Tunisian Jews and Muslims attend a ceremony at Ghriba, the oldest Jewish synagogue in Africa, during an annual pilgrimage in Djerba, Tunisia May 2, 2018. Picture taken May 2, 2018. REUTERS/Ahmed Jadallah
MAY 14, 2018 | 8:32AM EDT | DJERBA, Tunisia
Cyrine Ben Said, a Tunisian Muslim, carried candles and wrote her hopes for the future on an egg in religious ceremony at a synagogue on the southern island of Djerba.
She wanted to share the rituals with her Jewish friends because, for her, Tunisia is a country of tolerance, coexistence and freedom of belief.
“I’m here to share rituals with my Jewish friends in new Tunisia of tolerance, coexistence and freedom of belief ... Every one has his religion, but we have many common points; the flag, love and peace,” Ben Said.
Tunisia is home to one of North Africa’s largest Jewish communities. Jews have lived in Tunisia since Roman times, and the community once numbered 100,000.
But fear, poverty and discrimination prompted several waves of emigration after the creation of Israel in 1948. Many left after the 1967 Arab-Israeli war, most going to France or Israel.
They now number about 2,000, with more than 1,200 in Djerba.
Ben Said is one of dozens of Muslims who participated in the Jewish religious ceremonies in the oldest synagogue in Africa, Ghriba, during an annual celebration held this month. The eggs, covered in people’s ambitions for love and prosperity, are stored in a cellar.
The event is a powerful sign of mutual tolerance in Djerba, where the two communities have long coexisted.
“The Jews and the Muslims of Djerba are all Tunisian citizens, so there is no difference between us,” said Perez Trabelsi, a Jewish community leader. He added that despite their small number Jewish people have a strong presence in economic life, including tourism, restaurants and the jewelry trade.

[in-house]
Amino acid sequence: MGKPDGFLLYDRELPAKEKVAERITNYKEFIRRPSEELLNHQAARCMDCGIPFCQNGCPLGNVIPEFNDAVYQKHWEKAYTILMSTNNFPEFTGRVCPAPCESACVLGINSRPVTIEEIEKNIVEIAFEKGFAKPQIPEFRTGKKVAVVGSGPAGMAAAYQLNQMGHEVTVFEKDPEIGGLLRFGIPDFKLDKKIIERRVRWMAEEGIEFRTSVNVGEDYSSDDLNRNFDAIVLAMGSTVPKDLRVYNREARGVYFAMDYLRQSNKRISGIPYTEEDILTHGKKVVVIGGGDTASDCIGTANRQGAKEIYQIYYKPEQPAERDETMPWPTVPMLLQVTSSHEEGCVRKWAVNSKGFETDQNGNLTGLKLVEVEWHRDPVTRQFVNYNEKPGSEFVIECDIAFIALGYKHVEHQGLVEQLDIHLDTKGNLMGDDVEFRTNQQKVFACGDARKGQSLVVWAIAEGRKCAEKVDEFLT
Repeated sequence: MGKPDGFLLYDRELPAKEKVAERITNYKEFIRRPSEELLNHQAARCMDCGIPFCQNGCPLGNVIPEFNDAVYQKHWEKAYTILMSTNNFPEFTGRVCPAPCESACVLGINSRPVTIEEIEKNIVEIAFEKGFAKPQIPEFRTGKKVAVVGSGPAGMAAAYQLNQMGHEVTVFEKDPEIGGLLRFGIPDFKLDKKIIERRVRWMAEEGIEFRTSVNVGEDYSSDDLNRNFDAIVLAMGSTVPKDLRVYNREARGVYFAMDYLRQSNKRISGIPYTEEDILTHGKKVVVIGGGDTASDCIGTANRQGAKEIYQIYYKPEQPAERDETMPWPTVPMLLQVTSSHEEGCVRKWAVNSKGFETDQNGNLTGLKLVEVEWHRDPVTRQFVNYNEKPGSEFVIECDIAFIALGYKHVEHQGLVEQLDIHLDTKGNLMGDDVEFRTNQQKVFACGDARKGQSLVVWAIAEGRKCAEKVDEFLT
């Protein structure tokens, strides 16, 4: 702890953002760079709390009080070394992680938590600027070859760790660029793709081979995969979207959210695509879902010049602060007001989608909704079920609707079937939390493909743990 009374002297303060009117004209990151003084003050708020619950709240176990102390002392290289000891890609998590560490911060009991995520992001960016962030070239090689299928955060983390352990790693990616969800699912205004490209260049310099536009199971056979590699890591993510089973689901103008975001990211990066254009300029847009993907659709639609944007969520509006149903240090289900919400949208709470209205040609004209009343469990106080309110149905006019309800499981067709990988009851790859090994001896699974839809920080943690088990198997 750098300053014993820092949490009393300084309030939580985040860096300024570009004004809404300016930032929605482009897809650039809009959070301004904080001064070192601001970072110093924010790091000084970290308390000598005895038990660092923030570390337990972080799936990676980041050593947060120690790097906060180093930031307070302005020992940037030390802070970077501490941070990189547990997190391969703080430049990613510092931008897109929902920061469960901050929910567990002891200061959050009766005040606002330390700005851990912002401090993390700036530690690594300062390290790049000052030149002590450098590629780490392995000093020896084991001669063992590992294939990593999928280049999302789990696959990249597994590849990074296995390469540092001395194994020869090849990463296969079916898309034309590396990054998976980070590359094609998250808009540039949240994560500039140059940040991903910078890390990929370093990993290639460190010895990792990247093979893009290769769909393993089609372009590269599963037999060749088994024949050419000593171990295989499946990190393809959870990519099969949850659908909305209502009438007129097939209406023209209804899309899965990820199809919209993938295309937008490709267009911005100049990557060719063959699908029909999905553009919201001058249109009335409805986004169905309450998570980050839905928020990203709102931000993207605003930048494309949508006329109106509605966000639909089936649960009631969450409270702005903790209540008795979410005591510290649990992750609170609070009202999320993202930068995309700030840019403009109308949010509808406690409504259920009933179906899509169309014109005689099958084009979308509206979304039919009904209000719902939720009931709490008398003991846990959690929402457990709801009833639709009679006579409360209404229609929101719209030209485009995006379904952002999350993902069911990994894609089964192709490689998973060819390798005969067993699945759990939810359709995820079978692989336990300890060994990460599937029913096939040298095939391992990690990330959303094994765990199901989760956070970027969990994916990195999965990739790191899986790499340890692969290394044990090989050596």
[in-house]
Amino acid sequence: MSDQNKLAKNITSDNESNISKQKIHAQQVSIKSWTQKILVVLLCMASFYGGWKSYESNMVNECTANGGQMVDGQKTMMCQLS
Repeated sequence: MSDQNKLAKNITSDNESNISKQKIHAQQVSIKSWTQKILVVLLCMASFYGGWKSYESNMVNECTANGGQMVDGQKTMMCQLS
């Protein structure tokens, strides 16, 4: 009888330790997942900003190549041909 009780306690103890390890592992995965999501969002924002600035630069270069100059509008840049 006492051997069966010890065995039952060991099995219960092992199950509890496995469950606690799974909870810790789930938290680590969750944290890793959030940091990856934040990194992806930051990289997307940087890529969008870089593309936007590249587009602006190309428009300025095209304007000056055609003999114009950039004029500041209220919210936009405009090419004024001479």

Each year, Muslim religious leaders and politicians from the Mufti to the head of the government take the chance to go to Ghriba to promote the message of interreligious tolerance.
“This is a peaceful island that embraces its Jews and Muslims in harmony, giving a message to the world that we must abandon hatred and hostility,” said Tunisian Imam Hassen Chalghoumi, as he shook hands with one of the rabbis.
Ghriba synagogue was hit by an al Qaeda truck bombing in 2002 that killed 21 people, most of them German visitors.
At the entrance to the synagogue, a young Muslim, Makrem Gaagaa, welcomes visitors with a broad smile and presents headscarves to those who need one.
“It’s my job and my livelihood,” he said. “My relationship with everyone who visits this place is good, they have their religion and I have my religion,” added the guard, who has worked in the synagogue since seven years.
Most Jews in Djerba live in Hara Kbira neighborhood, their homes next to Muslim homes, where they exchange visits and gifts at religious events and weddings.
“Here, there is no difference between Jews and a Muslims,” says Jewish resident Georgina, who gave only her first name. “We are good neighbors, some of them we visit all the time. They offer us food, and we give them food, too.”
Despite the peaceful atmosphere, security is still tight. This year, during protests against government austerity measures in January, assailants threw petrol bombs at a small synagogue in Djerba, causing shock but no casualties.
In Djerba’s old medina, Jewish tailor Mgissis Chabeh has worked for four decades sewing “jebba”, a traditional Muslim dress.
“All my customers are Muslims and they love my work,” 70-year-old Chabeh said from behind his sewing machine, in between jokes with a Muslim gold trader friend.
The old medina in Djerba is full of jewelry shops, most of which are run by Jews who have controlled the trade in Djerba for decades.
Nearby, a popular Jewish restaurant has a sign written in Arabic and Hebrew.
“In the old city there are many Jews,” said Jewish chef Gabriel Yahich. “We cook meals for them that are compatible with the Jewish religion, but we also offer traditional meals accepted by the Muslims.”
“For me the important thing is that trade is good, the rest is details.”
(Editing by Aidan Lewis and Alison Williams)
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